Isolated Storms, JcPenney Supports Troops, Lake County West Nile

Right now an isolated storm is affecting northern Lorain county, this will be short-lived and by sunrise it will be dry. Expect storms to develop later this afternoon into tonight along a warm front. Scattered storms will continue mainly before 1am. Then scattered storms will be with us for the 4th of July out ahead of a cold front. The good news is this front should move through by the early evening hours and I anticipate a dry fireworks forecast.

America celebrates Independence Day this month, JcPenney customers can help support our men and women in uniform who make our freedom possible by rounding up their purchases to support the USO (United Service Organizations), a nonprofit, congressionally chartered, private organization dedicated to lifting the spirits of America's troops and their families. One hundred percent of the proceeds raised through customers' "round-up" donations will benefit USO programs and services our troops and their families. Along with round-up donations raised by customers throughout the month of July, JcPenney will be making a $1 million donation to the USO.

The Lake County General Health District announces that the Ohio Department of Health has confirmed one positive mosquito pool for West Nile Virus in Lake County. A "pool" is a collection of no more than 50 mosquitoes. Although this particular positive pool was collected near the Painesville/Mentor border on June 12, it is likely that positive WNV mosquitoes are present throughout the county. This is confirmation that the WNV threat is present and will likely increase for the rest of the summer. Over the years, it has been common to find a positive WNV mosquito pool during this time of year. Due to the lack of rain and extreme heat so far this summer, the local mosquito population appears to be smaller from last year's population levels. Despite this, the types of mosquitoes that may be infected with WNV can increase from normal levels, as they are more resistant to drought conditions and more readily spread the virus within the resident bird population, which serves as the host for WNV.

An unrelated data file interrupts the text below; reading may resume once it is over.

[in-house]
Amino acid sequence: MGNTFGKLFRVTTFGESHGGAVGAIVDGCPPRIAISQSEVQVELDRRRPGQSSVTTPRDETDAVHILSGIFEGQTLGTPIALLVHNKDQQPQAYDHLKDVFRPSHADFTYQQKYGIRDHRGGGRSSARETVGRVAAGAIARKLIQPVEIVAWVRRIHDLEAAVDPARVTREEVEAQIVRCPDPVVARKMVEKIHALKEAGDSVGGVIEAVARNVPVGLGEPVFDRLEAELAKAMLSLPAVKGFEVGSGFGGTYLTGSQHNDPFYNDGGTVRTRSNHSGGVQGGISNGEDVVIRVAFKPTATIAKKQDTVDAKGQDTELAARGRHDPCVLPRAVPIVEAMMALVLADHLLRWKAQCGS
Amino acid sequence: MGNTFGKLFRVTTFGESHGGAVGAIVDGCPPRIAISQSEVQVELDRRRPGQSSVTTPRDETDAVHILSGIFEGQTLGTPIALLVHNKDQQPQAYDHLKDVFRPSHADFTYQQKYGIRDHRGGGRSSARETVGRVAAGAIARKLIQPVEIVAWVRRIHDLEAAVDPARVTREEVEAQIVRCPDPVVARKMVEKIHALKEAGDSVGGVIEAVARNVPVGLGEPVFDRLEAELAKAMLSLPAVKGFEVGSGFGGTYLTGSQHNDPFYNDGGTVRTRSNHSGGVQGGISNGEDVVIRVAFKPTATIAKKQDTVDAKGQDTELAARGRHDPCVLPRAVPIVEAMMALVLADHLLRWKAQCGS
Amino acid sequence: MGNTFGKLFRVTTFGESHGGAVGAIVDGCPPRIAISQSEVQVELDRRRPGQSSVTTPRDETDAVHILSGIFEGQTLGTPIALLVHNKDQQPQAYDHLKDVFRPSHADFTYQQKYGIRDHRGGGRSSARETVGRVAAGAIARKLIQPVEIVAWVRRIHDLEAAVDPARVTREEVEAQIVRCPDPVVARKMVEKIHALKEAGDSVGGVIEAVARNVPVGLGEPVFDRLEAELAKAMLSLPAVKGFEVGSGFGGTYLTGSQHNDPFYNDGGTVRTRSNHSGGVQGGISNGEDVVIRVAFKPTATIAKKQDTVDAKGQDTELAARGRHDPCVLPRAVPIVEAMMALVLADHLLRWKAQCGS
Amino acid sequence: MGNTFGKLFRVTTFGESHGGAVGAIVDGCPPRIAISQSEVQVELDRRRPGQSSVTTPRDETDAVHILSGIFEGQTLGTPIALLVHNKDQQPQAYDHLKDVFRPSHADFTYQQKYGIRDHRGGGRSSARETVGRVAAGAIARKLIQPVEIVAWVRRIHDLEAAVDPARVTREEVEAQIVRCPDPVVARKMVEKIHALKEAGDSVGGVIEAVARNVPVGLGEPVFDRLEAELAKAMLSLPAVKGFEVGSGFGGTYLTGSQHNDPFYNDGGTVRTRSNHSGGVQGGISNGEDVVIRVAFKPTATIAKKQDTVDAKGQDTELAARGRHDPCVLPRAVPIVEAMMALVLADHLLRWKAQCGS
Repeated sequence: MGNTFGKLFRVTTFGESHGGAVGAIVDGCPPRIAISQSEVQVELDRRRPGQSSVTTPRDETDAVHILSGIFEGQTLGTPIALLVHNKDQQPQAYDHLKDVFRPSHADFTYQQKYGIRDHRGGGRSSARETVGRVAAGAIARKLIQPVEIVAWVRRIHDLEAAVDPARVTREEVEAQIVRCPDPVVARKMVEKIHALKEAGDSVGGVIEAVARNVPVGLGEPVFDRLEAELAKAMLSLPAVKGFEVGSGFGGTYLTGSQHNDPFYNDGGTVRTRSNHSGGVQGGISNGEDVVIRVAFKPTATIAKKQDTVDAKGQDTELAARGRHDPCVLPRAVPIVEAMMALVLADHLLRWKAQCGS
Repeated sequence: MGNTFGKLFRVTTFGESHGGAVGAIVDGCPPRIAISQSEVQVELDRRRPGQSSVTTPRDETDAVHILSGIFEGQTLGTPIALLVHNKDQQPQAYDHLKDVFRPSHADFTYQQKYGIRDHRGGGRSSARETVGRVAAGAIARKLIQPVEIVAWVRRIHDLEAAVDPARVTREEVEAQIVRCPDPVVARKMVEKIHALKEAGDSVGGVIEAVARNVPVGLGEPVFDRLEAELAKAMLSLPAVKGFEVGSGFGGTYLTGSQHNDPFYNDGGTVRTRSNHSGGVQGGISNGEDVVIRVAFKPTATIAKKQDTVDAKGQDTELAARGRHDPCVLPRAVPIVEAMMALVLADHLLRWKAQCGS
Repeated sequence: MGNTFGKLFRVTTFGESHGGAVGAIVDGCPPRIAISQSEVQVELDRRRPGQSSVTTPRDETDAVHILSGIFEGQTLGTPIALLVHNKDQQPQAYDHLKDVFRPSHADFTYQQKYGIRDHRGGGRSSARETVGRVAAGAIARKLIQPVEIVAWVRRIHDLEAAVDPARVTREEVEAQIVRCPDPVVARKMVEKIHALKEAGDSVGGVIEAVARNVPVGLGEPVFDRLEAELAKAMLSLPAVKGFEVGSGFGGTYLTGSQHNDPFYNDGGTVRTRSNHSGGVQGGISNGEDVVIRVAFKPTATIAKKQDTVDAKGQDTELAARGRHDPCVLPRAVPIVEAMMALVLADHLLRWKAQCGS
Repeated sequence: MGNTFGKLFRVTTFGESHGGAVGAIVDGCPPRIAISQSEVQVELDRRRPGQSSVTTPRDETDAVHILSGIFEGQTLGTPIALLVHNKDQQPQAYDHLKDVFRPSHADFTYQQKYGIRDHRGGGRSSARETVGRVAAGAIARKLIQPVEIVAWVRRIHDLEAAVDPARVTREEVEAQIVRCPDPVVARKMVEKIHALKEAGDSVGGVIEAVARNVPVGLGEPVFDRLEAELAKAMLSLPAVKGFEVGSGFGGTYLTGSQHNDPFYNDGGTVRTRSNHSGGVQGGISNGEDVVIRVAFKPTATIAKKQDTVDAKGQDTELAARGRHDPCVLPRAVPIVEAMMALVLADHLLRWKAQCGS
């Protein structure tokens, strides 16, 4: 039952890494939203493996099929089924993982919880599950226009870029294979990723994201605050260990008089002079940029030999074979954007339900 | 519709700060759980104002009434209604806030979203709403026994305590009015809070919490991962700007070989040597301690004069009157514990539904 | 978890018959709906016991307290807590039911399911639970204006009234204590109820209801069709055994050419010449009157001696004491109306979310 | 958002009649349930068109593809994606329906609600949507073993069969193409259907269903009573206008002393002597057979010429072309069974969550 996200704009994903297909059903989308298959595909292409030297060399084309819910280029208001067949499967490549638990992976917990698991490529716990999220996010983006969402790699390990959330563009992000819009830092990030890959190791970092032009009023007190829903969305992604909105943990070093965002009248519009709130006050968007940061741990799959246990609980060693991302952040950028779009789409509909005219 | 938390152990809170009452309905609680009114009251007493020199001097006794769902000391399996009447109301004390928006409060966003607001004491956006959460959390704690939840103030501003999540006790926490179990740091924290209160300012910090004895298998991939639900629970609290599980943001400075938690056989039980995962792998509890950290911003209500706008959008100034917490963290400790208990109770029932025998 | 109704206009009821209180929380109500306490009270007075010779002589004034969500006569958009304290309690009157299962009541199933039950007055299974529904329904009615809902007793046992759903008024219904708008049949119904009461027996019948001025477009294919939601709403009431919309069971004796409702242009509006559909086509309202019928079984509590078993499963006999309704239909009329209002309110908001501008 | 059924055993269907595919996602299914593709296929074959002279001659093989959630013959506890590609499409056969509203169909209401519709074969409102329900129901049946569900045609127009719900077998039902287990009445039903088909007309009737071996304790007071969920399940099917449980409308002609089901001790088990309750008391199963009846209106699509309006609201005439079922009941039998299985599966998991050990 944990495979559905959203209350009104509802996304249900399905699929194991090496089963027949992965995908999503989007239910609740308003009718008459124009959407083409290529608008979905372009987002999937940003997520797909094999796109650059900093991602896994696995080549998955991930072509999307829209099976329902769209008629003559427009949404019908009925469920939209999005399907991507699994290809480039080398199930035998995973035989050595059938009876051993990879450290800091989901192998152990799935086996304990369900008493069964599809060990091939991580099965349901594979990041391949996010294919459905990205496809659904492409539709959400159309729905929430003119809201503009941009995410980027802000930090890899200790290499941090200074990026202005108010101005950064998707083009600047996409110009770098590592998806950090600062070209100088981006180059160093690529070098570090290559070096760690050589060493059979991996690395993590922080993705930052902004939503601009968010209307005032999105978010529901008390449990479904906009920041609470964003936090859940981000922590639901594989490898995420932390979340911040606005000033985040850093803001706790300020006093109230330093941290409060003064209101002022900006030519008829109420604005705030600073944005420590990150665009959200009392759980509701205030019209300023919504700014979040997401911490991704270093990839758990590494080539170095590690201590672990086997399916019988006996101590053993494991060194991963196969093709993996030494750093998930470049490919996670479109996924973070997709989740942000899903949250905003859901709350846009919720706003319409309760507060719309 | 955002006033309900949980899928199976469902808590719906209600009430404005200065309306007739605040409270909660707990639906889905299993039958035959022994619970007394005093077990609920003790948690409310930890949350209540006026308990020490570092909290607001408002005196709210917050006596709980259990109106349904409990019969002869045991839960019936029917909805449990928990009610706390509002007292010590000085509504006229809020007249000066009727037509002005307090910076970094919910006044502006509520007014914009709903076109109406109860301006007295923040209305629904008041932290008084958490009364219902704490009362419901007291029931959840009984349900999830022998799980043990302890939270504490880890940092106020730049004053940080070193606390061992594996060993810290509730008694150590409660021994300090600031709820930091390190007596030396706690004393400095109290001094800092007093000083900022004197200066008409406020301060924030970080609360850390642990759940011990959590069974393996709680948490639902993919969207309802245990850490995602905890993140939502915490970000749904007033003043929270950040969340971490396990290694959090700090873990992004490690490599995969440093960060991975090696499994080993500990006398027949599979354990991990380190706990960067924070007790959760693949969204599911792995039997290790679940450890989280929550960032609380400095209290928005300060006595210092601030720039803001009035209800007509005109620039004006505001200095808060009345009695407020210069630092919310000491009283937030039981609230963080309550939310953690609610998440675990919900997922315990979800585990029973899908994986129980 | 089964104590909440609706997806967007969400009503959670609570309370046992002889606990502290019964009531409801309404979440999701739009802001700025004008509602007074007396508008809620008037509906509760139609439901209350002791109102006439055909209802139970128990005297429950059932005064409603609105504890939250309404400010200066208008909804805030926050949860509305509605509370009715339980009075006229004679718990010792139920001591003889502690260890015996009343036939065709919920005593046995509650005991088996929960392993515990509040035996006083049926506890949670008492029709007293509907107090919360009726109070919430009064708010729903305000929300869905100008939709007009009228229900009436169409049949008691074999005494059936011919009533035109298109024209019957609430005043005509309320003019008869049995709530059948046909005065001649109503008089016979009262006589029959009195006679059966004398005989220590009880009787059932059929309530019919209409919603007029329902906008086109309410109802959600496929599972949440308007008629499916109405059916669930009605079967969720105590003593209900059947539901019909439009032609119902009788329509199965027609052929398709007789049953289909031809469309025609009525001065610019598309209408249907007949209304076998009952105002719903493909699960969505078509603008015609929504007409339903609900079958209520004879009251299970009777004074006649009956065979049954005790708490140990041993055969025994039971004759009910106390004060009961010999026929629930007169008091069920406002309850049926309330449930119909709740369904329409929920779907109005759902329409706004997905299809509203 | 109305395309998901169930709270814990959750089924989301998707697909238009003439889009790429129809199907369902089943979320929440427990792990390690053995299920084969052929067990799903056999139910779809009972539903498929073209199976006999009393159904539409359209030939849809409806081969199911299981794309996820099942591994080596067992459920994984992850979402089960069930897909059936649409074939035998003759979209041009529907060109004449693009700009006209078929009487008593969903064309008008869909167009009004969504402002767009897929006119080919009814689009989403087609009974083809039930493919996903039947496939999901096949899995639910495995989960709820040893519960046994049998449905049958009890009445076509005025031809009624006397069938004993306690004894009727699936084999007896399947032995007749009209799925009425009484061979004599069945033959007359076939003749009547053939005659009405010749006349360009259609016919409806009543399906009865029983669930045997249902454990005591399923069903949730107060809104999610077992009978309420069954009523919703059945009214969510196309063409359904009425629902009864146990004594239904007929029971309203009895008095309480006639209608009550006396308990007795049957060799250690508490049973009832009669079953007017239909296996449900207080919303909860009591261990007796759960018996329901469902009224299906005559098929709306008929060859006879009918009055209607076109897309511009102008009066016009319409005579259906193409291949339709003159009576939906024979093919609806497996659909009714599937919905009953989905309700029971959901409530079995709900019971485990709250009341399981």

Julia Tullos, WOIO Assignment Manager